Let’s all welcome Alex!Alex McHotstuff is a writer in spite of his failed attempt at university. He creates short stories, satirical pieces, as well as reviews of craft beer, video games, and more on his blog that you can find here. You can also follow Alex on Twitter @mcwritestuff .
My whole childhood revolved around getting an excellent education. Early on I was pushed to get good grades so I could enroll into college or university and obtain a degree in something that will make me an enormous amount of money in the most comfortable office chair possible. My grades were pretty decent with the exception of a few subjects I vehemently sucked at. But that improved in college when I could pick courses that were of interest to me. Funny how that works, getting people engaged in learning with topics that they actually want to learn about.
I had a plan, you see. I wanted to be a lawyer, but not just for the money or because I was a fan of the Phoenix Wright games. No, I also liked solving puzzles, riddles, and crimes. Kind of like Batman, but without the need to work out a lot. In my eyes, looking through law books in order to try and find either a link or contradiction to a certain situation, was basically singlehandedly solving a murder case. My only other passion was writing, and there was no lucrative business model for me to pursue that, so a law degree was my best option to fulfill my destiny. You know, the one we all have: obtain a career, because otherwise you have nothing to show for.
Half-way through my journey in the transfer from college to university, a personal tragedy pierced my heart and rendered me unmotivated for a long period of time. First my grades dropped and eventually I did, too. I needed a break from this meat grinder and left my degree unfinished for the time being. It was during that break that I realized something important that changed my view of careers and made me decide to never return to university.
My oh-so-educated mind gave me a glimpse of what my life would have been like if I continued on the same path. I imagined that I would have finished my bachelor’s degree with adequate grades and applied to law school. I needed to be lucky that year would have fewer applicants or fewer applicants with much better grades than me, in order to be guaranteed a seat. Of course, I still needed to pay for that school, which meant enrolling in more debt with student loans while simultaneously working another job just to make ends meet. This would work out fine if it wasn’t for that damn 24 hour limit a day.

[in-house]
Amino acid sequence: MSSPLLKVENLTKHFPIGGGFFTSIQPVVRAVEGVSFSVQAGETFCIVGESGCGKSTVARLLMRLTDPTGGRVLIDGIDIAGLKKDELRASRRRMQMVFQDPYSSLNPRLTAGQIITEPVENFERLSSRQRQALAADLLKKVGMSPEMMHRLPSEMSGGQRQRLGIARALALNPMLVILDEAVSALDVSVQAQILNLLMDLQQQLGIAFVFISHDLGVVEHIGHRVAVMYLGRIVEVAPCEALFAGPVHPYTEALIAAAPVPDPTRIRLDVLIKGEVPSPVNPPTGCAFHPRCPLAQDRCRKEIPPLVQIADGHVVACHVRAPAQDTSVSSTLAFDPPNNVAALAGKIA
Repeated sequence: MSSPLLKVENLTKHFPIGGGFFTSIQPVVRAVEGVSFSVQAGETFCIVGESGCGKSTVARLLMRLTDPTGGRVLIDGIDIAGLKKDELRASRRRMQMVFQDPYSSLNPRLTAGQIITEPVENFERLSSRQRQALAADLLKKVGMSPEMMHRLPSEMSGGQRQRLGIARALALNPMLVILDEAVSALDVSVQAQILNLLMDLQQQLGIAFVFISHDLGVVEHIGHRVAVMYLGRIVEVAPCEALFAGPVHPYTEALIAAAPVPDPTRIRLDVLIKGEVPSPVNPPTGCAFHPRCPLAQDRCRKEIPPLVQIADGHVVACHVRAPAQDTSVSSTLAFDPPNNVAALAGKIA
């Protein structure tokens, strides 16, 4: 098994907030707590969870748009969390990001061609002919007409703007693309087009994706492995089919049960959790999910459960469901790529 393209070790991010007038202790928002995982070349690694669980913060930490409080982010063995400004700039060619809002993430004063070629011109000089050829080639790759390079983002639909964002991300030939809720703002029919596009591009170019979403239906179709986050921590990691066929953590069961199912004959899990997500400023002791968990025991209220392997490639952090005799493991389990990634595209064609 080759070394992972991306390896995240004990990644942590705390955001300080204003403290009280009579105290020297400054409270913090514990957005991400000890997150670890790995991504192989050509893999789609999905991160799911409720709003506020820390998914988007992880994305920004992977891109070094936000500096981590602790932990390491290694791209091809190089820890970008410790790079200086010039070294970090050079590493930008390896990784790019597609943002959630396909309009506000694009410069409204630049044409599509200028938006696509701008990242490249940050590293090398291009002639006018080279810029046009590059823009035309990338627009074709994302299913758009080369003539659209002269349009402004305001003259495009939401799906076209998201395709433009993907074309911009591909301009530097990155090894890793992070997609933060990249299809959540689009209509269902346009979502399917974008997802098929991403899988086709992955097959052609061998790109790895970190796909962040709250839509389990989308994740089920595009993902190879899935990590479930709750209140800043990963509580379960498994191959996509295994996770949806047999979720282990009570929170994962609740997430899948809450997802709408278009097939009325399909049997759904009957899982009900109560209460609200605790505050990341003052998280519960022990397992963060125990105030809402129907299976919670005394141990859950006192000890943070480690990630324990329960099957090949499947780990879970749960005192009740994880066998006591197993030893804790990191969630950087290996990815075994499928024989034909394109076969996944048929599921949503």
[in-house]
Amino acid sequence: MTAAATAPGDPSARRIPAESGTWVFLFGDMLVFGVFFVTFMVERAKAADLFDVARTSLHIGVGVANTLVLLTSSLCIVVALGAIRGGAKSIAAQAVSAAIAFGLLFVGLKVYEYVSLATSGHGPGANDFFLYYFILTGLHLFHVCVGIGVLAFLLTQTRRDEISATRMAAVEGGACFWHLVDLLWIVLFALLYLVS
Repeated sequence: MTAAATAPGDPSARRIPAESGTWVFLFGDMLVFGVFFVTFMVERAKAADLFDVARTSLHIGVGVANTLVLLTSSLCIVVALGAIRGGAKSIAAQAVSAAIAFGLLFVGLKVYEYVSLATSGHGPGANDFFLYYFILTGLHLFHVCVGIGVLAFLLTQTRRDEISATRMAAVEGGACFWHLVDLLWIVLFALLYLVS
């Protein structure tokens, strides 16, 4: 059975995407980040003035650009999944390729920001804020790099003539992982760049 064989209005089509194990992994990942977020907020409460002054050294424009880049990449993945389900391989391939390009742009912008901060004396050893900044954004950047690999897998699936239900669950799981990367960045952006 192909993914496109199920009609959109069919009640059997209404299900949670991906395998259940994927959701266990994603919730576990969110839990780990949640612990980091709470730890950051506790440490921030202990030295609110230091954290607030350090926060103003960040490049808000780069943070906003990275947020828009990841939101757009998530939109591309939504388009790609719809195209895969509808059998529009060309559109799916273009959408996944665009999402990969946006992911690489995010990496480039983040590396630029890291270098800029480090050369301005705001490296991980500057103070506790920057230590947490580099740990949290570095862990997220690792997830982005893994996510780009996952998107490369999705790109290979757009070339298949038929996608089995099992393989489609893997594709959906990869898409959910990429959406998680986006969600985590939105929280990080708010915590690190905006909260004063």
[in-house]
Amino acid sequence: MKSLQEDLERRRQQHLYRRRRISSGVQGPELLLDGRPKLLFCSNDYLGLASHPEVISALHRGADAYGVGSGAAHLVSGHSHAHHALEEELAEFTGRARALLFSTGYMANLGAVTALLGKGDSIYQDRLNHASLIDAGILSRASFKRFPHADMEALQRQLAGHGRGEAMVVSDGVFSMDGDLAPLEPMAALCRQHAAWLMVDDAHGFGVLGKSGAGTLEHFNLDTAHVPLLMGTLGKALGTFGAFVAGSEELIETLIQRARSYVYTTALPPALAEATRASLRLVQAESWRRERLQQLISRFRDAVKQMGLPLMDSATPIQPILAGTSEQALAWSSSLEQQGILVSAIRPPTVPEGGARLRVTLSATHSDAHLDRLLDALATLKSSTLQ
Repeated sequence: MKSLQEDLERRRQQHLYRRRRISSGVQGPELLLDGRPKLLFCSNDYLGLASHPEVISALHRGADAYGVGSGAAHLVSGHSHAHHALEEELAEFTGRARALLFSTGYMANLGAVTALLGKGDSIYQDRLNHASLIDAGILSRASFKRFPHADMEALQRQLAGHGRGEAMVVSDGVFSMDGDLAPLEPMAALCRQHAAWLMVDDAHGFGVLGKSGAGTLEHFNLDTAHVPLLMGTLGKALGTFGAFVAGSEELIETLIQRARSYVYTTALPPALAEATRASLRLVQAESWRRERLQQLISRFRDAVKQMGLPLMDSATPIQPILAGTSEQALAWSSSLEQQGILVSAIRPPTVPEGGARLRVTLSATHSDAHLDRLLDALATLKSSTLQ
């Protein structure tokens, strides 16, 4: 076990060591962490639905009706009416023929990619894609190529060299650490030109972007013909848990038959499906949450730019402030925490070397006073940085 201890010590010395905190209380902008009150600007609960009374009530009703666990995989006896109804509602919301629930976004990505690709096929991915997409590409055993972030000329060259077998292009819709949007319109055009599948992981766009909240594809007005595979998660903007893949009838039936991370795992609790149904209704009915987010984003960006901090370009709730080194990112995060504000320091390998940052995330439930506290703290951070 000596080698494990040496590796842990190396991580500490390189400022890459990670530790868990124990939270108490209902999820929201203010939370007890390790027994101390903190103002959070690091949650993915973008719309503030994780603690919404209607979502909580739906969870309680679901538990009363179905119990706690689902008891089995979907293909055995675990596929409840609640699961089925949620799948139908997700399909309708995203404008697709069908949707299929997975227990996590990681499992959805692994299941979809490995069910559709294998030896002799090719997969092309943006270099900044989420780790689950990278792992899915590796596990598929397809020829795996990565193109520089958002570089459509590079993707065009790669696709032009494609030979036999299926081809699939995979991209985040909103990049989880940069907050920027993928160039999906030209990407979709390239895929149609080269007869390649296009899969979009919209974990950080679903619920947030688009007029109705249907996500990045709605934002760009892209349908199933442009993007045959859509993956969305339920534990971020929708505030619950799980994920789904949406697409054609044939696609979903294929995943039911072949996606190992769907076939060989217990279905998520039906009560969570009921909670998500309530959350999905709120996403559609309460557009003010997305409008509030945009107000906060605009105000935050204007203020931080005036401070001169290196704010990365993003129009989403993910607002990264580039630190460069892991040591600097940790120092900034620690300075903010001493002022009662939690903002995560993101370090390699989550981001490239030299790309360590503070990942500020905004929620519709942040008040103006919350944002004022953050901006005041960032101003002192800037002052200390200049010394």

During law school, which would be much harder than the average university courses, I would also have to seek out unpaid internships at law firms to gain experience and connections. So I could definitely strike time for friends and hobbies off my schedule. If I were to assume that I’d make it through all of that stress and come out with relatively decent results on my final grades, I would be handed a handsomely paid job immediately with my graduation certificate.
Oh wait, no, that’s not how it worked at all. Because in universities, hard work and dedication is not rewarded the same way video games do it. You don’t level up and learn new skills to use in your adventure through life. Most of the stuff you learn you forget immediately because you’ll have to study for something entirely different week after week.
When you graduate you still won’t get a job in the field you’ve been working for free at for so many years. No, no, if I was to become a lawyer, getting a degree in that field wasn’t sufficient enough. How dare I think that a certified qualification would mean I was qualified? I needed to send out dozens of applications to companies in the hopes that they would favour me over all the other students who went through the same thing I did. However, since it would be unlikely that they would hire someone whose only experience was sitting in a classroom, I would have to accept an unpaid internship instead in order to prove my worth to the law firm that would hopefully one day show mercy and compensate me for my work. You know, like a job.
This meant of course that even after graduation I’d still have to, next to working for free, keep a job somewhere else to pay for shelter and food. Which is a huge sign to showcase how insane the education system is. I could work fulltime at the job that is already paying me to provide for myself, but no, I have to have the prestige of a higher education to be considered a worthy human being, or else I’m just a moron who works in retail.